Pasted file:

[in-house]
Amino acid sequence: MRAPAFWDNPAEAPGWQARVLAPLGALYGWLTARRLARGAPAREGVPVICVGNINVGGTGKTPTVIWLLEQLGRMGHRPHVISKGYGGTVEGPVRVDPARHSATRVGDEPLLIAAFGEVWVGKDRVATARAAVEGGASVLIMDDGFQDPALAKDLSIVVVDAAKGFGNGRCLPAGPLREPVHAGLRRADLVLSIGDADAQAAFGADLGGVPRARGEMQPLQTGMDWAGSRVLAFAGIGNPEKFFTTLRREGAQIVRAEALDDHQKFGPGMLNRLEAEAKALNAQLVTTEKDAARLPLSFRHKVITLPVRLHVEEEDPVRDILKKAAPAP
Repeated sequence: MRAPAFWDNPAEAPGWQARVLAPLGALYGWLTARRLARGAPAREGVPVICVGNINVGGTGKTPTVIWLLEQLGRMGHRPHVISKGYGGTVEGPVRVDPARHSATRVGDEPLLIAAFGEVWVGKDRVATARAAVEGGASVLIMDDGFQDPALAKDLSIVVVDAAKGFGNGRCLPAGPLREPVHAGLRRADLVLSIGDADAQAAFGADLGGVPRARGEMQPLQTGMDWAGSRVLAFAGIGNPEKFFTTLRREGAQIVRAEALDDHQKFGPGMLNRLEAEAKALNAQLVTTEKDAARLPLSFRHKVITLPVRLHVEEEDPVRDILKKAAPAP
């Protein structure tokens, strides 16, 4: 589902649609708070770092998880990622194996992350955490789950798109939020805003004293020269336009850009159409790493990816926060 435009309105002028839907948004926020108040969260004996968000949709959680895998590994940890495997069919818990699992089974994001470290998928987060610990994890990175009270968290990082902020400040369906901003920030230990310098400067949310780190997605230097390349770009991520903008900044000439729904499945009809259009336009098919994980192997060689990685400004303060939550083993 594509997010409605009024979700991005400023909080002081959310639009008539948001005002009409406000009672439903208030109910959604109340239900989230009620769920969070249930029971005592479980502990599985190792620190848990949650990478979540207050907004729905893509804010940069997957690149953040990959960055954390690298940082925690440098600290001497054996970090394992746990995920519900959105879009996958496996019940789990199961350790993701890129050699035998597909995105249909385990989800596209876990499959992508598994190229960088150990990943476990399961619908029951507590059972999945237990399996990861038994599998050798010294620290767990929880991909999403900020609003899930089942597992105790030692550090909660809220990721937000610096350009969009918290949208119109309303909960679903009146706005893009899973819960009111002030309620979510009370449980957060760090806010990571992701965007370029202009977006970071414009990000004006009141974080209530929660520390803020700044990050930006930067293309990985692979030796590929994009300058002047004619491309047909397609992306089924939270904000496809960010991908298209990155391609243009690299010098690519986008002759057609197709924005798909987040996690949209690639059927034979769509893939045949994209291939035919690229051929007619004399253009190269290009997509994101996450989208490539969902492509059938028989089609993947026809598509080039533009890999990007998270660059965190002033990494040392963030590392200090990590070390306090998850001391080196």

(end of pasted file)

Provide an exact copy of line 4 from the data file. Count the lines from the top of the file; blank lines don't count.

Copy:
């Protein structure tokens, strides 16, 4: 589902649609708070770092998880990622194996992350955490789950798109939020805003004293020269336009850009159409790493990816926060 435009309105002028839907948004926020108040969260004996968000949709959680895998590994940890495997069919818990699992089974994001470290998928987060610990994890990175009270968290990082902020400040369906901003920030230990310098400067949310780190997605230097390349770009991520903008900044000439729904499945009809259009336009098919994980192997060689990685400004303060939550083993 594509997010409605009024979700991005400023909080002081959310639009008539948001005002009409406000009672439903208030109910959604109340239900989230009620769920969070249930029971005592479980502990599985190792620190848990949650990478979540207050907004729905893509804010940069997957690149953040990959960055954390690298940082925690440098600290001497054996970090394992746990995920519900959105879009996958496996019940789990199961350790993701890129050699035998597909995105249909385990989800596209876990499959992508598994190229960088150990990943476990399961619908029951507590059972999945237990399996990861038994599998050798010294620290767990929880991909999403900020609003899930089942597992105790030692550090909660809220990721937000610096350009969009918290949208119109309303909960679903009146706005893009899973819960009111002030309620979510009370449980957060760090806010990571992701965007370029202009977006970071414009990000004006009141974080209530929660520390803020700044990050930006930067293309990985692979030796590929994009300058002047004619491309047909397609992306089924939270904000496809960010991908298209990155391609243009690299010098690519986008002759057609197709924005798909987040996690949209690639059927034979769509893939045949994209291939035919690229051929007619004399253009190269290009997509994101996450989208490539969902492509059938028989089609993947026809598509080039533009890999990007998270660059965190002033990494040392963030590392200090990590070390306090998850001391080196």